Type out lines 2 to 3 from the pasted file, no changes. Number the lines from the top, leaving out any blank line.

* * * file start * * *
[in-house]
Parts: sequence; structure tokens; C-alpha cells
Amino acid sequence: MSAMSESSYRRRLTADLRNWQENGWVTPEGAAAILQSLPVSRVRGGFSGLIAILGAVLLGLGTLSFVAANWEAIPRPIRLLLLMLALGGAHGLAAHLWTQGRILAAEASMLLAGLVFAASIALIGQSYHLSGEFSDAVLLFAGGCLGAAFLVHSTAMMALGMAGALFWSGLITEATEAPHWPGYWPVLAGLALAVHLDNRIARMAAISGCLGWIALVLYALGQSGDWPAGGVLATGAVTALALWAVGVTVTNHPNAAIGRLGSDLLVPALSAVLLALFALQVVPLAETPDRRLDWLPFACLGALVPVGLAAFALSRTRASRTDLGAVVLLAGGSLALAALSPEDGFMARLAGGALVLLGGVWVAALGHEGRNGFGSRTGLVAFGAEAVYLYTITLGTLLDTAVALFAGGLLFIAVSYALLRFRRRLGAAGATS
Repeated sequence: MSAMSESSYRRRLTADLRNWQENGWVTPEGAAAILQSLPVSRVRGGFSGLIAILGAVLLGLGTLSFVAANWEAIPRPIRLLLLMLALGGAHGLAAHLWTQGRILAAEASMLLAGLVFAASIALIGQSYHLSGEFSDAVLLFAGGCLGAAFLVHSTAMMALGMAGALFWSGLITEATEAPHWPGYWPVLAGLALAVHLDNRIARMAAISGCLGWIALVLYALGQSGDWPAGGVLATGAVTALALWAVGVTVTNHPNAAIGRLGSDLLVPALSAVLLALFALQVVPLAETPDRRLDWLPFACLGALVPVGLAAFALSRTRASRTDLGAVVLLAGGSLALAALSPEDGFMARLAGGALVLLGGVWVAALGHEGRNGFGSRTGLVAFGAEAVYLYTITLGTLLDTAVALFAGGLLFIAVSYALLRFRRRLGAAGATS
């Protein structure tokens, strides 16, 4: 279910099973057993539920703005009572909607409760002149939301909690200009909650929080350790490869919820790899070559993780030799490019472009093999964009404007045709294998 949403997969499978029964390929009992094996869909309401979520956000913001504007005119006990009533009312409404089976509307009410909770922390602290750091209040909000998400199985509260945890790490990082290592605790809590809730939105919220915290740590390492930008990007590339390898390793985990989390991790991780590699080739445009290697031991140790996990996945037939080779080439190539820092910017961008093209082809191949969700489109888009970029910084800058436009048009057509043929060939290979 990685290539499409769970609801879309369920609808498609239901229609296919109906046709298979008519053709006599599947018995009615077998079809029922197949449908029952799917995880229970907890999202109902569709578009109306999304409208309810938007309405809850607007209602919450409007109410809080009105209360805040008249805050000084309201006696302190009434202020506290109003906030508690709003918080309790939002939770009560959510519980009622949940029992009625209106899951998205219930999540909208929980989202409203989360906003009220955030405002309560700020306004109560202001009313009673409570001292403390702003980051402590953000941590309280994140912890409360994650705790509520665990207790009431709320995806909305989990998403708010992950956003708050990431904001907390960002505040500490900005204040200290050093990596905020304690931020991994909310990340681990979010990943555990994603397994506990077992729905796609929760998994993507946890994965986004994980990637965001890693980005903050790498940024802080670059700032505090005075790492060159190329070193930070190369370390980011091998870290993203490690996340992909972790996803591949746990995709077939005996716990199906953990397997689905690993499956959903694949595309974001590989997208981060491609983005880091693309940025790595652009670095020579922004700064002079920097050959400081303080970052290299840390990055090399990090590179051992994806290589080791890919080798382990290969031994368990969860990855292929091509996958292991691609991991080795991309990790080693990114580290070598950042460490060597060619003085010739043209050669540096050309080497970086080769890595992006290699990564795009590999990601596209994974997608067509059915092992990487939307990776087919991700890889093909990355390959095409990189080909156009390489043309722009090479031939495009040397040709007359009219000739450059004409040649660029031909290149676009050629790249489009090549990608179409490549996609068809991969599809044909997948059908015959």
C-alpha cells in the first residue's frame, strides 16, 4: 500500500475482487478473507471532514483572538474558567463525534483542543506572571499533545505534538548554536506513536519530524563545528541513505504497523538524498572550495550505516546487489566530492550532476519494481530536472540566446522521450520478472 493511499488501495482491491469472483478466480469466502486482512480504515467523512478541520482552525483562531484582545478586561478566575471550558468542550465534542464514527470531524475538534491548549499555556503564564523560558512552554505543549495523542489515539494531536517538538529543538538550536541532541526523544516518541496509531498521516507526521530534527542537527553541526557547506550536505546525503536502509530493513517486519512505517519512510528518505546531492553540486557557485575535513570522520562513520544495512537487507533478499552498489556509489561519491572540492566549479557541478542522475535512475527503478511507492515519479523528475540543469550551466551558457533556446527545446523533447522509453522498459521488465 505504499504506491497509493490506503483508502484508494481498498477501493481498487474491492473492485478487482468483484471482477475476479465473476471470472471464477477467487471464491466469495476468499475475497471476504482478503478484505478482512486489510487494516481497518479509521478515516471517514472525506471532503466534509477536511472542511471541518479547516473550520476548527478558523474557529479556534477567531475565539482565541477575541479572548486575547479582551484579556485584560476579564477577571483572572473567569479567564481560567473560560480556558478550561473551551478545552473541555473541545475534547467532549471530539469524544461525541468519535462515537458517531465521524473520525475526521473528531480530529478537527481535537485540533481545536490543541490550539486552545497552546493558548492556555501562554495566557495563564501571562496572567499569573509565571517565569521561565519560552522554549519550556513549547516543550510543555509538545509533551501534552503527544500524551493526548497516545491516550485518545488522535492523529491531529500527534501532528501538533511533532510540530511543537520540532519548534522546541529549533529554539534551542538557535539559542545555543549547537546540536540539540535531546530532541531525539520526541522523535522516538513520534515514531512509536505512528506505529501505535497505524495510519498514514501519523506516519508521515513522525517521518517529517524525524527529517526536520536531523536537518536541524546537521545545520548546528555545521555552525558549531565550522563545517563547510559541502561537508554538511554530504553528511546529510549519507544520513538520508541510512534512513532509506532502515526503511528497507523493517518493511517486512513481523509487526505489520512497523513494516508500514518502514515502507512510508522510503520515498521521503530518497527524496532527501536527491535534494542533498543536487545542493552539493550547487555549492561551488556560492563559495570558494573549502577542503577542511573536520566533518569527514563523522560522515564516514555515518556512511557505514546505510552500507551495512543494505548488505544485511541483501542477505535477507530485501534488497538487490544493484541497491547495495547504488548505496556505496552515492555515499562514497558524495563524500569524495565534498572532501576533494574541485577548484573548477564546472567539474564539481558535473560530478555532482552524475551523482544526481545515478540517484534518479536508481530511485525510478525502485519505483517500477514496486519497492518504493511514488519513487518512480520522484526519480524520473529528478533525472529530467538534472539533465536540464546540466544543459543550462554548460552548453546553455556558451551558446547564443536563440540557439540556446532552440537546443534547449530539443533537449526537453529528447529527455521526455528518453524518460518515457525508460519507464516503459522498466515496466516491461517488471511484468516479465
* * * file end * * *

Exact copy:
Parts: sequence; structure tokens; C-alpha cells
Amino acid sequence: MSAMSESSYRRRLTADLRNWQENGWVTPEGAAAILQSLPVSRVRGGFSGLIAILGAVLLGLGTLSFVAANWEAIPRPIRLLLLMLALGGAHGLAAHLWTQGRILAAEASMLLAGLVFAASIALIGQSYHLSGEFSDAVLLFAGGCLGAAFLVHSTAMMALGMAGALFWSGLITEATEAPHWPGYWPVLAGLALAVHLDNRIARMAAISGCLGWIALVLYALGQSGDWPAGGVLATGAVTALALWAVGVTVTNHPNAAIGRLGSDLLVPALSAVLLALFALQVVPLAETPDRRLDWLPFACLGALVPVGLAAFALSRTRASRTDLGAVVLLAGGSLALAALSPEDGFMARLAGGALVLLGGVWVAALGHEGRNGFGSRTGLVAFGAEAVYLYTITLGTLLDTAVALFAGGLLFIAVSYALLRFRRRLGAAGATS